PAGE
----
2 – Glaucoma

Glaucoma is one of the other major forms of adult blindness, and it’s also been definitively linked to several genetic markets. Glaucoma is caused by damage to the ocular nerve itself, coming out the back of the eyeball, usually due to increased vascular (blood) pressure.

Unlike AMD, Glaucoma is 100% treatable with medication.

3 – Strabismus (Ocular Misalignment)

Strabismus covers nearly any situation where two eyes are misaligned, or cannot move together. Roughly 40% of children who are “cross-eyed” or “wall-eyed” or have other misalignments are carrying genetic traits for this.

Strabismus is usually obvious from birth, and can be corrected in a number of ways during childhood.

4 – Other Indicators

Eye issues can also indicate non-ocular genetic conditions. For example:

  • Yellow eyes indicate jaundice, or other serious liver disorders.
  • Dislocated lenses can confirm Marfan syndrome.
  • A bright red ‘blood’ spot in the eye is a telltale sign of Tay-Sachs.
  • Retinopathy, a symptom of diabetes, involves blood vessels hemorrhaging into the eye.

Know Your History!

If you have never inquired into your family’s eye health history, now may be a good time. Knowing your genetic background makes it easier for your Phoenix Optometrist to spot vision problems in time for treatment.

Eye Safety In The Summer!

Eye_SafetyIt probably comes as no surprise, but eye injuries are most common in the summer, especially among children. Eye safety is always an important concern, but special care should be taken during summer activities. It’s all too easy for a small accident to turn into an ocular emergency.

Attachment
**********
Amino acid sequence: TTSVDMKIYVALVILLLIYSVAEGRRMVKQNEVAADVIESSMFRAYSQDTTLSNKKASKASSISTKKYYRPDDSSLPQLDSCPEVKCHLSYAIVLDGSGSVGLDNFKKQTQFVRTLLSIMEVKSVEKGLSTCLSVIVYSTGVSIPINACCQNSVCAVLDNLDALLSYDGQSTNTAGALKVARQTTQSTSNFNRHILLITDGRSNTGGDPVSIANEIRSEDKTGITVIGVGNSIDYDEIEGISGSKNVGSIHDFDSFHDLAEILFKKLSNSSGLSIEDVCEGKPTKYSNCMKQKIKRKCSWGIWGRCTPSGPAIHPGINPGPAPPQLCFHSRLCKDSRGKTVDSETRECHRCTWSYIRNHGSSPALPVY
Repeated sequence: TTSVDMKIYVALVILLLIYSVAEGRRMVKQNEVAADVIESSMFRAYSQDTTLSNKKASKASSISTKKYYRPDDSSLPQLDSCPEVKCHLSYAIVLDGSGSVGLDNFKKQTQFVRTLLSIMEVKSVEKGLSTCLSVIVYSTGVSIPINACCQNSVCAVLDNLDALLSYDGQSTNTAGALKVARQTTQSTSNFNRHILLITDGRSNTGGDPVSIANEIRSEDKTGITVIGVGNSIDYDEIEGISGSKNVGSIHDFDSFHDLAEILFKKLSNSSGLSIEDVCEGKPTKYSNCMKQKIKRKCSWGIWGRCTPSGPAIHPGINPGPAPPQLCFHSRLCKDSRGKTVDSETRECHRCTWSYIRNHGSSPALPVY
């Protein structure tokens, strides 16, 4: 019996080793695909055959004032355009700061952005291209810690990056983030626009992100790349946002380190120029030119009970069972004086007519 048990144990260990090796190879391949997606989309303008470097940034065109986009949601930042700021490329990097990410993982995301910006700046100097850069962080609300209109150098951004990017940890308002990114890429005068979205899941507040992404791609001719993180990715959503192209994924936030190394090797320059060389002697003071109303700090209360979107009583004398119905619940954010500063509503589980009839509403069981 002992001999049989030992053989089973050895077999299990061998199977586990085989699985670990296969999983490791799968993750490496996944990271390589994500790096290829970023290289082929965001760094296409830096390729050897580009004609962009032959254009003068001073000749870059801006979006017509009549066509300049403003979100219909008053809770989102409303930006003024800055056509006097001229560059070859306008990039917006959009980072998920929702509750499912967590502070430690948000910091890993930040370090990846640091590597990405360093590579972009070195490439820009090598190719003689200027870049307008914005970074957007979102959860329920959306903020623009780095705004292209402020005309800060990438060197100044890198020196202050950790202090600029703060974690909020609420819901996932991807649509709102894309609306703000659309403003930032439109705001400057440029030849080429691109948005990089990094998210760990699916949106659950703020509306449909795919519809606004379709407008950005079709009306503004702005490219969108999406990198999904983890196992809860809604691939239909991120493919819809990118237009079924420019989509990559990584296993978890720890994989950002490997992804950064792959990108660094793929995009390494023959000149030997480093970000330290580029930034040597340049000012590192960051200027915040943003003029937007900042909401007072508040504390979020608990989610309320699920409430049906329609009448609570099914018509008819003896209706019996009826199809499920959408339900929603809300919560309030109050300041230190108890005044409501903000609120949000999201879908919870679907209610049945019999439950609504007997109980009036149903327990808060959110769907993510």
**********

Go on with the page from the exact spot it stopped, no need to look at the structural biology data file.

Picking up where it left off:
Whether it’s for you or your child, here are a few great tips for protecting your eyesight during summertime fun!

Eye Safety In The Summer: Four Hot Tips

1. Wear Goggles In Any Sports

A pair of sports goggles is a good investment for anyone who plays outdoor sports and needs corrective lenses. Glasses and contacts can both be shattered in the case of an impact, such as from a baseball or basketball. This makes an accidental head shot far more likely to cause eye damage.

Sports goggles, however, are reinforced to resist shattering, even in high-speed collisions. They’re the only safe option when flying objects are part of the game.

2. Immediately Flush Eyes Of Foreign Objects  

If someone ends up in the dirt and foreign materials get in their eye, the most important thing is to not rub them. We have an instinct to do so, but this can easily damage our corneas with scratching or tearing. Simply flush the eye with water (or saline eye-drops) while blinking rapidly until the particles are cleared.

3. Use Masks In The Water